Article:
The Importance Of Systemic Inequality In Ghana

1247 Words 5 Pages
Ghana is an unusual country to utilize local transitional justice in, to undermining systemic inequality. The Akan are the ethnic majority in Ghana accounting for 31-45% of the population, depending on reports. However they are not a uniform group, containing major sub-divisions based on linguistic divides of the Kwa language. The Asante and Fante are the most prominent sub-divisions of the Akan people. Idiosyncratically, this fragmented ethnic majority has allowed the concept of the oppressed group to shift through the various political regimes: as Rawlings favored the Akan, so too did Busia favour the northerners who propelled him into power. The lack of a clear majority in Ghana allowed for different ethnicities and regions of Ghana to …show more content…
The NRC was focused “to seek and promote national reconciliation among the people of this country,” and in doing so allowed for the legitimization and recognition of diverse realities in Ghana. However, the scope of the NRC was limited to finding an objective reality behind past regime abuses, and it failed to address the underlying inequalities these regimes also propagated. The NRC noted that the period of colonial rule had contributed to the legacy of human rights abuses, but failed to link indirect rule as source of ethnic tension, as cited by Takamura as an overarching characteristic of colonialism. Chiefly, the NRC may have achieved its goals but did little to impact the local realities of Ghanaians. The Council’s findings were widely accepted, but they failed to incorporate all Ghanaians or institutionally protect non-privileged actors. The NRC heard from 2,219 victims, a mere eighth of a hundred of Ghana’s population. The selectivity of the council in its hearings and the nature of its hearings were cited as concerns!!!(CITE). Failing to establish a sufficiently thorough network of local councils, the NRC limited the representational element and effective impact of the commission on inequality. However, the NRC had important elements of legitimacy. Section 1.3.2 of the National Reconciliation Act No. 611, allowed the Commission to deal with any complaints from March 6th of …show more content…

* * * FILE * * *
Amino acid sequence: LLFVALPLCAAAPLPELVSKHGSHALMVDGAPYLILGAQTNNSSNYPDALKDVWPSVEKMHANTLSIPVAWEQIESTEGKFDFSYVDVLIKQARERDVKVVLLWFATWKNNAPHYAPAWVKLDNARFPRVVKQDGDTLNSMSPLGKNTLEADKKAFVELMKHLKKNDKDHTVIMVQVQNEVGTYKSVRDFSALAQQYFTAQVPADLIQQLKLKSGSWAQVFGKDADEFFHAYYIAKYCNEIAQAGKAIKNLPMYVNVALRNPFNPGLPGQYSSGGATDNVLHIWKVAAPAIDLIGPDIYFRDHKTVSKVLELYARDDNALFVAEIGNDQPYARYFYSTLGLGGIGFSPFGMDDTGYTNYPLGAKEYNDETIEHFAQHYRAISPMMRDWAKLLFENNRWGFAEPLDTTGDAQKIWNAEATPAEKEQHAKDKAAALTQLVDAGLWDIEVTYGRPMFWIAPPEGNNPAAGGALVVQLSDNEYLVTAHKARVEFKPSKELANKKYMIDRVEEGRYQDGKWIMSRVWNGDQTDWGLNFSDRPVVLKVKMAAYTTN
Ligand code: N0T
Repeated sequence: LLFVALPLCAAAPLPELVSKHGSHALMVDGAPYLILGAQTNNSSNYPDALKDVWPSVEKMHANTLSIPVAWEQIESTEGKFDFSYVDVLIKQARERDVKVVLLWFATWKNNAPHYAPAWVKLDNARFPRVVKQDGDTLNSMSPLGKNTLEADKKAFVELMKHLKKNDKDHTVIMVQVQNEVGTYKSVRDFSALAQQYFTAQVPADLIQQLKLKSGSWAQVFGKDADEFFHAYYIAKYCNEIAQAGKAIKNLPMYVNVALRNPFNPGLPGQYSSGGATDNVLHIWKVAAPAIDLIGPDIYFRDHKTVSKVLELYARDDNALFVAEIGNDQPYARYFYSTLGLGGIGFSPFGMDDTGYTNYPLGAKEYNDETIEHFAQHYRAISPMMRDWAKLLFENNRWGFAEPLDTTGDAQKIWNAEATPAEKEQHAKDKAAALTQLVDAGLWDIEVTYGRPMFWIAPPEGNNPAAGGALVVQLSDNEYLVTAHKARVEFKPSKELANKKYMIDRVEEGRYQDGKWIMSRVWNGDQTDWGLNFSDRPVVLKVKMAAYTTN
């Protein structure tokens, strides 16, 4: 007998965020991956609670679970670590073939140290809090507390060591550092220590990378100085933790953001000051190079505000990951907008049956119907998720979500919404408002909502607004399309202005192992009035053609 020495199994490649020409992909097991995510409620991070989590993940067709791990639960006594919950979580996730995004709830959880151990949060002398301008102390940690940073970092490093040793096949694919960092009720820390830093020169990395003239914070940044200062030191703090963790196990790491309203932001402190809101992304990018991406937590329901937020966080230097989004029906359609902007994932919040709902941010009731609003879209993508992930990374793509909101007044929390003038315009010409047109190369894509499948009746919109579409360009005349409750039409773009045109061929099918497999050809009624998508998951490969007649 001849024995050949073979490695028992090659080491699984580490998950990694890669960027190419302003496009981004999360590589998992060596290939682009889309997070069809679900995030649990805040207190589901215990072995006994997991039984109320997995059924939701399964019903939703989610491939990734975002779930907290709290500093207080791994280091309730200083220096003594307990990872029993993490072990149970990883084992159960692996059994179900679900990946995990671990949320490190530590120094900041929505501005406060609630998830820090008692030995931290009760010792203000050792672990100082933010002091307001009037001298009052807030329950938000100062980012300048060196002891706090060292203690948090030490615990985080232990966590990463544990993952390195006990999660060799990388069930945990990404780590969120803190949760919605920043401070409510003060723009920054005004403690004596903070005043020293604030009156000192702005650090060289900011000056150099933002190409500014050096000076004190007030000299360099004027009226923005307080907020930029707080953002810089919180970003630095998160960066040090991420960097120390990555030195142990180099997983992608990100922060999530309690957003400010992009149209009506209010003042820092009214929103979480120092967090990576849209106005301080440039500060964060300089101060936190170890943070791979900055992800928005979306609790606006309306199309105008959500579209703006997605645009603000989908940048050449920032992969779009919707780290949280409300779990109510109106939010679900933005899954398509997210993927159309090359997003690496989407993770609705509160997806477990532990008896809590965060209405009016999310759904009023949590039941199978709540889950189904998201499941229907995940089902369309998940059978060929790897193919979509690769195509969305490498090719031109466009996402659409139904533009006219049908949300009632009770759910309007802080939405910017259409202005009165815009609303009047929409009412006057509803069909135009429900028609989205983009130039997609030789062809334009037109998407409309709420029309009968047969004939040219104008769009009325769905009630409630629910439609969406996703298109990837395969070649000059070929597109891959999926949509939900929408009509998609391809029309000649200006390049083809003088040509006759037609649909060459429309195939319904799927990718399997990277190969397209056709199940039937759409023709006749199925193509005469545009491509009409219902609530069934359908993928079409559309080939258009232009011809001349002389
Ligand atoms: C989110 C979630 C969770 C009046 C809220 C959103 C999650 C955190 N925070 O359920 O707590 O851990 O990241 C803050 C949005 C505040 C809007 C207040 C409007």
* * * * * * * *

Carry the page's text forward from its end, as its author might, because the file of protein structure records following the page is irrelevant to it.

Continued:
Ghana’s Constitution prevents any prosecution of the Rawlings regime, which was largely the focus of the NRC’s report. The Constitution’s indemnity clause specifically prevents the prosecution of any members of the Rawlings regime for the crimes it committed. This indemnity clause was set out as a Transitional Provision by Rawlings in the Constitution of 1992, and subsequently was made made untouchable by the clauses preventing amendment of Transitional Provisions. A potential solution beyond retributive justice, particularly for ethnic inequalities, is large-scale institutionalization as protection: utilizing proportionality and vetoes in political systems to protect non-privileged actors. These elements, as identified by Lijphart, seek to minimize inequality by giving groups who are oppressed institutional political voices and power, holding majorities accountable and facilitating a proliferation of social services and economic opportunities. Such channels give non-majorities protection from the tyranny of the majority. Critics argue that this institutionalization leads to a concretization of divides in a country, however the protection of oppressed groups is of utmost importance. Moreover, hoping such groups will integrate into a larger society is a blatant promotion of cultural homogenization, propagating ethnic inequality.

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